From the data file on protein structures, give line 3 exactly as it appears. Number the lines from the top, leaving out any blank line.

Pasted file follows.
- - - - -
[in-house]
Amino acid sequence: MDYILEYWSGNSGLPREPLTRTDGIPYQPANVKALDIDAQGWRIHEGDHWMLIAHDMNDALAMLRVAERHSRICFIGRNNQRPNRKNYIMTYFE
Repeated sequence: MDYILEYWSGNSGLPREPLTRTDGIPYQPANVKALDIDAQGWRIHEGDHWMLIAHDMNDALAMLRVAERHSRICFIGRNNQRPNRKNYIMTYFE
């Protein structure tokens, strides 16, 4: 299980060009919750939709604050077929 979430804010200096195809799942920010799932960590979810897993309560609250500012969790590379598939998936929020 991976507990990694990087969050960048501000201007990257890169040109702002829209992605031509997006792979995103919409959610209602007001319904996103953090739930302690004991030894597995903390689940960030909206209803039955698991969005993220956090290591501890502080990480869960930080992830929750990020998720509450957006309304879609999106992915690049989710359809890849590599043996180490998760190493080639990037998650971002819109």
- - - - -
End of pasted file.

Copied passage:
Repeated sequence: MDYILEYWSGNSGLPREPLTRTDGIPYQPANVKALDIDAQGWRIHEGDHWMLIAHDMNDALAMLRVAERHSRICFIGRNNQRPNRKNYIMTYFE